1. Lessons In Leadership

It’s your job to be trustworthy

Business leaders need to step into the breach.

We all know that trust is critical to any relationship, business or otherwise. And we know that trust must be earned. But there is a huge variable in the trust equation, because we all start from a different place, even when sizing up the merits of the same person. I’m pretty trusting, so I tend to give people the benefit of the doubt until I’m proven wrong. Yes, I’ve been burned, but I’ve also met some truly interesting people. Conversely, I have contemporaries who start from a deficit position. They don’t trust anybody unless they come with stellar credentials and a personal endorsement from Tom Hanks. So they’re protected, but they miss out on a lot of opportunities. And of course, there are those who over-index on trust, like my dog, who will show anyone where the spare house key is hidden if you give her a cookie.

So, this is the challenge for today’s leaders, who clearly need the trust of the organizations they plan to lead. If I am the one asking for trust from a group of people, where should I begin? It’s daunting, because I don’t know if they are starting from a positive or negative place of trust. Even so, every business leader must ask themselves this question, because we live in a time that finds trust sinking to an all-time low. According to the 2022 Edelman Trust Barometer and the summary report, “nearly six out of 10 people say their default tendency is to distrust something until they see evidence it is trustworthy. Another 64 percent say it’s now to a point where people are incapable of having constructive and civil debates about issues they disagree on.”

I read the barometer with great interest, and here’s my one-word review: depressing. The barometer traces a 20-year roller-coaster of climbs, dips and twists in evaluating how much the public trusts various aspects of government, NGOs, business and the media, and the picture is pretty grim.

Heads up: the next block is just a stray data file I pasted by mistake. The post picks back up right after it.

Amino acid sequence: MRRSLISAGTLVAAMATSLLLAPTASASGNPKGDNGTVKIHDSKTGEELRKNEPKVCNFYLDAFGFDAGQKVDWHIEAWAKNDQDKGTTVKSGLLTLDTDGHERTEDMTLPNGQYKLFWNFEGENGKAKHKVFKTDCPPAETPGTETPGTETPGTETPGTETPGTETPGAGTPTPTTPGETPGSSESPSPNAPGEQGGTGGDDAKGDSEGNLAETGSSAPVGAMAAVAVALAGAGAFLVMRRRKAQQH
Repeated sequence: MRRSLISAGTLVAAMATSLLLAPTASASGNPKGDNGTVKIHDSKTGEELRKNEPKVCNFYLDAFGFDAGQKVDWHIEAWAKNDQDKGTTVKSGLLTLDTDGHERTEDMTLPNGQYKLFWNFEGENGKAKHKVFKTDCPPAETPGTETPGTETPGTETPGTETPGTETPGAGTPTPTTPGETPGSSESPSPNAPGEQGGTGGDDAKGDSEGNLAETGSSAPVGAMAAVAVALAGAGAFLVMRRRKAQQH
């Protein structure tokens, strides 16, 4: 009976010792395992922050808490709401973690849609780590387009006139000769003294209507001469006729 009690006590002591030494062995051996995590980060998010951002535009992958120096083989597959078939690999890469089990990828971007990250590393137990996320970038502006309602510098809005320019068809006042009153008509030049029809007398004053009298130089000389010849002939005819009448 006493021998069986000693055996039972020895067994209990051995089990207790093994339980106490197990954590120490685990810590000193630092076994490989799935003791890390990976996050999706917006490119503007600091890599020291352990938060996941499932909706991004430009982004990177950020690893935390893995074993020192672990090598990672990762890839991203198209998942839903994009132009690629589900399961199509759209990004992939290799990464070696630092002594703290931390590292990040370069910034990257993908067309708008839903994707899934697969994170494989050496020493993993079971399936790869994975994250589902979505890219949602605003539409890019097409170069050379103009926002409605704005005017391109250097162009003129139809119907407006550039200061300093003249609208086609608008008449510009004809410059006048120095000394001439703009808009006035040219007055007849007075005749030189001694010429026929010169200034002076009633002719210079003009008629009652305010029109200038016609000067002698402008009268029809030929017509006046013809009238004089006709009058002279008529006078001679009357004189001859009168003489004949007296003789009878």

You might say that for 2022, business has come out on top as most trusted institution — but its a 61-percent endorsement is nothing to brag about. I find it downright scary that business beat out NGOs (59%), government (52%) and media (50%). Thank you, fake news.

But here’s the kicker – and it’s the point of this blog. The Edelman Trust Barometer states that, in the midst of this trust bankruptcy, seventy-seven percent of respondents stated that they trust their employer.

No pressure.

Here are a few other compelling insights fresh from Edelman:

  • Respondents believe business is not doing enough to address societal problems; societal leadership is now a core function of business.
  • When considering a job, 60% of employees want their CEO to speak out on controversial issues they care about.
  • CEOs are expected to shape conversation and policy on jobs and the economy (76%), wage inequity (73%), technology and automation (74%) and global warming and climate change (68%).

What all this points to is that we need to look at trust as a core business competency. The days of pandering to the Board of Directors or the shareholders are behind us. Societal stability is essential to everyone’s success, and it is up to business leaders to restore belief that the system works. Transparency is essential — with clear, fact-based communication to break the cycle of mistrust.

Today’s C-Suite executives need to advocate for positive change, and we need to act in ways consistent with those beliefs. We not only have to earn trust, we have to honor it. And beyond that, we have to reciprocate. We need to be intentional about cultivating our ability to trust those we aspire to lead. We need to be inclusive. We need to listen and empower. We need to set a shared vision for a higher purpose that people are inspired to achieve.

The Edelman “Trust 10” summary concludes with this convicting statement: “The role and expectation for business has never been clearer, and business must recognize that its societal role is here to stay.”

Leadership. It’s a matter of trust.

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